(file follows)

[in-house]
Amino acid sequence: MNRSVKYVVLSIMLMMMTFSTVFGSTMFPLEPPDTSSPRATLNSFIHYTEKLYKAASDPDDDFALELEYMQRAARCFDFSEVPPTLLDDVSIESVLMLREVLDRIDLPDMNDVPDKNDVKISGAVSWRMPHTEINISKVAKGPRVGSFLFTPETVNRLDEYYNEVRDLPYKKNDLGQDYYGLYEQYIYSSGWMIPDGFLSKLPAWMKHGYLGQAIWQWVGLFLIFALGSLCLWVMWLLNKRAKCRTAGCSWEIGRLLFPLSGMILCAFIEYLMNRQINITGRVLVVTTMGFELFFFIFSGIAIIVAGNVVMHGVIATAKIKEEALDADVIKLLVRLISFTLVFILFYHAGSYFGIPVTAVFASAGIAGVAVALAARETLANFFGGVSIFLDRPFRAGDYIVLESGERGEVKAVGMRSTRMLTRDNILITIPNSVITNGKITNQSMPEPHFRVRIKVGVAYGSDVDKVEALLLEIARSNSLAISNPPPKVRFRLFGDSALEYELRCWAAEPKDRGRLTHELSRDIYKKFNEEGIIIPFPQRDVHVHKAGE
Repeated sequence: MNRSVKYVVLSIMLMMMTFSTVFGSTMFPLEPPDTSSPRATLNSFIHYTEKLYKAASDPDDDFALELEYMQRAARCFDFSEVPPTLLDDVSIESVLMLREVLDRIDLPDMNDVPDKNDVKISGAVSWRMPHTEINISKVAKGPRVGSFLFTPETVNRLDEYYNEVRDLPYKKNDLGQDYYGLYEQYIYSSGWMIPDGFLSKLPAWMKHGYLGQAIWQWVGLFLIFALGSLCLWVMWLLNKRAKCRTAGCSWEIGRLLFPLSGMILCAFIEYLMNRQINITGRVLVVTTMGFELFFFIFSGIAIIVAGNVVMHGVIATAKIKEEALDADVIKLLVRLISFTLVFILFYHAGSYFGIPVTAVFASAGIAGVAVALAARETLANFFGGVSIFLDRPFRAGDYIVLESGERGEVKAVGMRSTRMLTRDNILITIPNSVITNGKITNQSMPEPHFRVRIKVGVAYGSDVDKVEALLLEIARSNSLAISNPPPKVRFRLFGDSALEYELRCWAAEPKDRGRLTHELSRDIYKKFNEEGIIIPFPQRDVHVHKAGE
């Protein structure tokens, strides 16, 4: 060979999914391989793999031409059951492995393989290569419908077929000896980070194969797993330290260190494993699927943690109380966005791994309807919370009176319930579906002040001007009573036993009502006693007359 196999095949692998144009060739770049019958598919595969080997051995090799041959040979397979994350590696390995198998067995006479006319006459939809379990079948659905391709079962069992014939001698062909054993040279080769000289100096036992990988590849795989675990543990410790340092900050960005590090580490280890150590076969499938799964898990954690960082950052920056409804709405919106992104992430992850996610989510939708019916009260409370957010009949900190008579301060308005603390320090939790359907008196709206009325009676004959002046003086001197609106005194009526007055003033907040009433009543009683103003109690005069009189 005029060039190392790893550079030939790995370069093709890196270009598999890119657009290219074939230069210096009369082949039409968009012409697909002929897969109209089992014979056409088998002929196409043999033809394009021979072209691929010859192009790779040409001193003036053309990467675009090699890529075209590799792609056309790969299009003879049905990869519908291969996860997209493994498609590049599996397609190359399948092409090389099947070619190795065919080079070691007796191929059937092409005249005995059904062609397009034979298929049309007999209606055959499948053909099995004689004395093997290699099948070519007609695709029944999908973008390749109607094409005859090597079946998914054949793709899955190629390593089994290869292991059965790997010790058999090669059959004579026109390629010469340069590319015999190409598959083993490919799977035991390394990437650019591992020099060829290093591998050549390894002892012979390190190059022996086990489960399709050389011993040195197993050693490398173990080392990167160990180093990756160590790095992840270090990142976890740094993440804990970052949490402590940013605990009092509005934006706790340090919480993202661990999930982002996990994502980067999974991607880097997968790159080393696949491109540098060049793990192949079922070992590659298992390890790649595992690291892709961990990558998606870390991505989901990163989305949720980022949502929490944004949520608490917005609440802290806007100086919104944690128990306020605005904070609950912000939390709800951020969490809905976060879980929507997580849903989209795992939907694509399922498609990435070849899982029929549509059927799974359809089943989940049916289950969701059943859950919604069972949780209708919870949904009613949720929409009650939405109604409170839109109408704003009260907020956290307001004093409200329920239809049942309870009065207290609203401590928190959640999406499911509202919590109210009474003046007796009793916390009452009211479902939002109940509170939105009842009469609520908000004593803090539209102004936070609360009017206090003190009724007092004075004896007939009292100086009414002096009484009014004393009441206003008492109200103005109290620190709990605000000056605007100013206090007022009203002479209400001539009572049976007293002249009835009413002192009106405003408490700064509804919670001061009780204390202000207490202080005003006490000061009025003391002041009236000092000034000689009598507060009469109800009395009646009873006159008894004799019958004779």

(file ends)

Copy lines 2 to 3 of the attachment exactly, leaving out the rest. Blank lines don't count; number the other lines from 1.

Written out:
Amino acid sequence: MNRSVKYVVLSIMLMMMTFSTVFGSTMFPLEPPDTSSPRATLNSFIHYTEKLYKAASDPDDDFALELEYMQRAARCFDFSEVPPTLLDDVSIESVLMLREVLDRIDLPDMNDVPDKNDVKISGAVSWRMPHTEINISKVAKGPRVGSFLFTPETVNRLDEYYNEVRDLPYKKNDLGQDYYGLYEQYIYSSGWMIPDGFLSKLPAWMKHGYLGQAIWQWVGLFLIFALGSLCLWVMWLLNKRAKCRTAGCSWEIGRLLFPLSGMILCAFIEYLMNRQINITGRVLVVTTMGFELFFFIFSGIAIIVAGNVVMHGVIATAKIKEEALDADVIKLLVRLISFTLVFILFYHAGSYFGIPVTAVFASAGIAGVAVALAARETLANFFGGVSIFLDRPFRAGDYIVLESGERGEVKAVGMRSTRMLTRDNILITIPNSVITNGKITNQSMPEPHFRVRIKVGVAYGSDVDKVEALLLEIARSNSLAISNPPPKVRFRLFGDSALEYELRCWAAEPKDRGRLTHELSRDIYKKFNEEGIIIPFPQRDVHVHKAGE
Repeated sequence: MNRSVKYVVLSIMLMMMTFSTVFGSTMFPLEPPDTSSPRATLNSFIHYTEKLYKAASDPDDDFALELEYMQRAARCFDFSEVPPTLLDDVSIESVLMLREVLDRIDLPDMNDVPDKNDVKISGAVSWRMPHTEINISKVAKGPRVGSFLFTPETVNRLDEYYNEVRDLPYKKNDLGQDYYGLYEQYIYSSGWMIPDGFLSKLPAWMKHGYLGQAIWQWVGLFLIFALGSLCLWVMWLLNKRAKCRTAGCSWEIGRLLFPLSGMILCAFIEYLMNRQINITGRVLVVTTMGFELFFFIFSGIAIIVAGNVVMHGVIATAKIKEEALDADVIKLLVRLISFTLVFILFYHAGSYFGIPVTAVFASAGIAGVAVALAARETLANFFGGVSIFLDRPFRAGDYIVLESGERGEVKAVGMRSTRMLTRDNILITIPNSVITNGKITNQSMPEPHFRVRIKVGVAYGSDVDKVEALLLEIARSNSLAISNPPPKVRFRLFGDSALEYELRCWAAEPKDRGRLTHELSRDIYKKFNEEGIIIPFPQRDVHVHKAGE